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General Fisheries Commission for the Mediterranean (GFCM)

A success for the first Forum on fisheries science in the Mediterranean and the Black Sea

Research priorities identified for the coming decade


17/12/2018

Rome, Italy – More than 450 experts and scientists from 45 countries as well as from several international organizations, non-governmental organizations and other stakeholders gathered at FAO headquarters, in Rome, from 10 to 14 December to discuss the state of the art of fisheries science in the region and identify research priorities for the coming decade. This event, organized by the General Fisheries Commission for the Mediterranean, was the first of this kind for the region, encompassing oceanographic, social science and economic perspectives on fisheries research.

“We are particularly satisfied as the Fish Forum 2018 created a unique opportunity for scientists from all over the world to share and exchange on their research” said Abdellah Srour, GFCM Executive Secretary. “The success of this event proves that we crucially need to move towards more collaboration for better science, especially in light of the specificities of the Mediterranean and the Black Sea. This is particularly true in a context where climate change, non-indigenous species and plastic pollution are growing issues” for the region.

The discussions held at plenary and parallel sessions as well as workshops during these four days highlighted the need for more integrative and transparent data covering all aspects related to fisheries, marine ecosystems, , environment and socio-economics. Moreover, new spatial models and methodologies were presented and the need to allow for better comparisons between countries emerged. To this end, a proposal was made to build a network of research institutes across the Mediterranean and the Black Sea.

The Fish Forum 2018 was also a timely opportunity in view of the upcoming United Nations Decade for Oceans Science as it will hopefully help supporting scientists in making science a priority for fisheries management.

“The Fish Forum 2018 is the starting point of an important digital use of available data. More than ever, we need to build on cooperation in order to increase our ability to share data”, concluded Stefano Cataudella, outgoing GFCM Chairperson.

Main conclusions of the Fish Forum 2018

  • Managing simultaneously a diversity of environmental and anthropogenic issues other than fisheries (climate change, pollution, eutrophication, mining, non-indigenous species, etc.) requires creative solutions to ensure biodiversity conservation and fisheries sustainability.

  • The role of the GFCM in promoting cooperation in the Black Sea basin between contracting parties and cooperating non-contracting parties proves to be essential for improved governance in the region and should continue in the same direction.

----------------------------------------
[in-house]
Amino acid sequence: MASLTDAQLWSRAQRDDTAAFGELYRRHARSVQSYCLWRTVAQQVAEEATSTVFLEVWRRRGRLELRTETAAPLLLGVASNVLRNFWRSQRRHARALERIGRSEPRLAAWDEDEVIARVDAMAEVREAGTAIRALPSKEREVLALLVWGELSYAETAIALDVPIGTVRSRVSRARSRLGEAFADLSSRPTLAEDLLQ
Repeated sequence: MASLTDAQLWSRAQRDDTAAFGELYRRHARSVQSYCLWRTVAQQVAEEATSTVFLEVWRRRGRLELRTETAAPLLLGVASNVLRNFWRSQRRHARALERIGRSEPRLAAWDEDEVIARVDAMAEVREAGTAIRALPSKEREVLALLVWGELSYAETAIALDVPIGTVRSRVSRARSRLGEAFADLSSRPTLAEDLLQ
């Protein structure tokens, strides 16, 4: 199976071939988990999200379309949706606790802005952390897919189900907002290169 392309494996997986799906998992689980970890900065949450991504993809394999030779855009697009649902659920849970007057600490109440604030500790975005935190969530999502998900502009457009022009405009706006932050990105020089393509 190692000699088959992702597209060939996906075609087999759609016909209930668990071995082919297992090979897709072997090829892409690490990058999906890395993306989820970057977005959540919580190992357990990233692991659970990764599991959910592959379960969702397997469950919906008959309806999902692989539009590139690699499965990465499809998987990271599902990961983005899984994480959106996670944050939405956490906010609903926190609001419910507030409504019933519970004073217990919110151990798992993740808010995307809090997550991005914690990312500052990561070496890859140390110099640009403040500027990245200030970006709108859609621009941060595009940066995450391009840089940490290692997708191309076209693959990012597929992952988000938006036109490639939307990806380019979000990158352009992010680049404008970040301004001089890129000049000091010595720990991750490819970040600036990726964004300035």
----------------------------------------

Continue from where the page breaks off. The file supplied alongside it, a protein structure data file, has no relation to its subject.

• The increase in non-indigenous and invasive species across the Mediterranean and the Black Sea was underlined, and their impacts on native species, the environment and fisheries alike were widely discussed. There is a need to take stock of their presence and adapt actions to best manage them.

  • Incipient efforts are being made towards mitigating the effects of marine litter, from incentivizing the use of recyclable and compostable packaging in fisheries to supporting the participation of fishers in ocean cleaning initiatives. The creation of a strong legal framework for the management of marine litter would allow for more effective management in the future.

  • Beside fisheries impacts, other interactions of vulnerable species with human activities, including pollution and depredation effects, were identified as emerging issues that need to be further studied.

  • Healthy small-scale fisheries are key for economic development and for the achievement of the UN sustainable development goals; however their activity is strongly challenged by the decline of stocks, poor working conditions, lack of market power and reduced inclusion in decision-making, especially in southern and eastern Mediterranean countries.

  • Novel methods for assessing catch, effort and biomass are increasingly being adopted and standardized. Tools such as GIS databases and automated workflows are making collection and processing of fisheries data a routine. 

  • Involving fishers in the sustainable management of resources goes through awareness of the time dimension: there is a need to ensure that their opinions and approaches are taken into account, so that they can be integrated in the entire management process in order to foster consensus.

  • Using available technology such as vessel monitoring system, logbooks etc. is not sufficient, unless efforts are appropriately planned and targeted in order to have valid data for fisheries management.

  • New technologies such as artificial intelligence and big data management should be made available and affordable for those countries and institutions with limited resources.

For more information about the Fish Forum 2018:

http://www.fao.org/gfcm/fishforum2018/en/

Opening video available here:

https://youtu.be/CqFMr_aQkQU

Fish Forum Book of abstracts available here:

http://www.fao.org/3/CA2619EN/ca2619en.pdf